Rinoa Heartilly is also a refreshing heroine that many have come to adore since she burst onto our screens with her positive nature and striking appearance. Her beauty comes from deep within, where she passionately feels the sincere duty to fight for what she believes in. Kind and with the ability to touch the hearts of all she meets, not to fall in love with this lady is like dragging wild horses through a marsh. She's gentle but straight forward, headstrong but deeply sensitive and strong determined but inadvertantly reckless. Open up the RPG cliche book and Rinoa will not be found, she truly is unique.

Seifer Almacy is also excellent as the main rival for Squall. They have a heated and mutual compulsion to best each other yet there is a slight respect or more emotional background to their past. You wonder if they would ever make better companions or enemies. And although Seifer's destiny is obvious, you still wonder if the climax will end in gaul. I liked his character because he actually enveloped the word character. He embelishes in being cool, insensitive, impulsive and arrogant at the same time yet he generates a certain likeness from the gamer towards him. He's never as charismatic as Squall, but his demeaning wit and reckless behaviour always catapults him into the frame where he will stand up.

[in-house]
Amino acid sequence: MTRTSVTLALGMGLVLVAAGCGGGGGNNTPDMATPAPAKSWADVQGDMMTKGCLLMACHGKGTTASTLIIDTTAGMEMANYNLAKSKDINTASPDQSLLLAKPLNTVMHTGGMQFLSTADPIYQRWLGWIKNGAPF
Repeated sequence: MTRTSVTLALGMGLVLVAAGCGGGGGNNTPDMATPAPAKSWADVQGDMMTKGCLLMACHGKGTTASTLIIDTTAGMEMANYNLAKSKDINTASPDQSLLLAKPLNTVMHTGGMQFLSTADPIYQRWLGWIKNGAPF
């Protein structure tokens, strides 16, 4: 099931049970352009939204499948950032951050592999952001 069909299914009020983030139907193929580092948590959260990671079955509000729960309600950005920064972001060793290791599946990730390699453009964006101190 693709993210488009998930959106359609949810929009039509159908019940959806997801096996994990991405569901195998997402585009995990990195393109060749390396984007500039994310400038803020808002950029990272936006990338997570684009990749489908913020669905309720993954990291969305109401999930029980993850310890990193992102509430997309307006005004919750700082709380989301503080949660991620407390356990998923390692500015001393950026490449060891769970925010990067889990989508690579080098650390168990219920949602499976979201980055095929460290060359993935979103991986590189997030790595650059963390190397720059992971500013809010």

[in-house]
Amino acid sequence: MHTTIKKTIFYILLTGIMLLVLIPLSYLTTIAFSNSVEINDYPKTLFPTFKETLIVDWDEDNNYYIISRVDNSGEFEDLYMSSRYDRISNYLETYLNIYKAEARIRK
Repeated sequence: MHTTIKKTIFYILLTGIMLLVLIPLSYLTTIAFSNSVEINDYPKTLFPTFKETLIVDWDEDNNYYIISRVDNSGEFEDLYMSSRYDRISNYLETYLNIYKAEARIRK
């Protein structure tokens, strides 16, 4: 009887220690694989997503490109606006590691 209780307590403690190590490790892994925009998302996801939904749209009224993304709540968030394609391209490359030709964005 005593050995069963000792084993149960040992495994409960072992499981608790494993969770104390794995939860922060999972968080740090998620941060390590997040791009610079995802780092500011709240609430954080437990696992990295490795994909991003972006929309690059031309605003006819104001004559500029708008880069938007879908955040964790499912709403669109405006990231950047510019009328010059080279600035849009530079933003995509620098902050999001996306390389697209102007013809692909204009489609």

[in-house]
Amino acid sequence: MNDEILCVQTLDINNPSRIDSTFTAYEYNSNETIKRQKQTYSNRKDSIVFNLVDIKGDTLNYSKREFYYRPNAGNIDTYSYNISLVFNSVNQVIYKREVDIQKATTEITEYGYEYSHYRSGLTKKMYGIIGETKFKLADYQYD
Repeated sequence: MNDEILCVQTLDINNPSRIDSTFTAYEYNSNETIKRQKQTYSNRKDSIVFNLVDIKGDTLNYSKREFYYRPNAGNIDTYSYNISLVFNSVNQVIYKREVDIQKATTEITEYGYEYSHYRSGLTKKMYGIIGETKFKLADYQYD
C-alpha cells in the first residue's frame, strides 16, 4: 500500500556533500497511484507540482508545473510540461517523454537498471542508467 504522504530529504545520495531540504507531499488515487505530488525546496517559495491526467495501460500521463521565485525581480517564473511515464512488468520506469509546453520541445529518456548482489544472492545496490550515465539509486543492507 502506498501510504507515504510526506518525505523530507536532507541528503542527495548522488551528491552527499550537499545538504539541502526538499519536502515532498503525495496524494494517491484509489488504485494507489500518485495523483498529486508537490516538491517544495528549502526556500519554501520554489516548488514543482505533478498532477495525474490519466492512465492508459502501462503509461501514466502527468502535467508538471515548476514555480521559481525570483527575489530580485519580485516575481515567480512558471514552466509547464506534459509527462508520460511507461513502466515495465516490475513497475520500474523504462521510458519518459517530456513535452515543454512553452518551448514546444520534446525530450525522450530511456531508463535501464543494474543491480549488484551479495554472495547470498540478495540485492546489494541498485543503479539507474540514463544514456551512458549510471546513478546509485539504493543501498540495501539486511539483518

If it wasn't for this story of love, life and memories then I would not have loved the game so. The beautiful characters who had so much influence and sprite made the story an epic adventure never to be forgotten. This really is one love story that touches some chords within and doesn't manage to be corny or stomach churning.

One great card game, one big mess of a battle system

The gameplay is the reason why the game baffled me. On one hand, the gameplay is rather fresh from the last two games that have stuck mainly to conventional RPG battles and this game throws in some unique twists in the Junction system. On the other hand, there is so much responsibility and complexity to the Junction system that it doesn't flesh out the battles like it should and leaves you flippant about taking it seriously. The decision to give the Guardian Forces a HP count makes them superior to use the characters themselves and in turn, makes combat repetitive. I also didn't like how using magic was implemented in a way from 'drawing' them from random places - the MP system was sorely missed for me.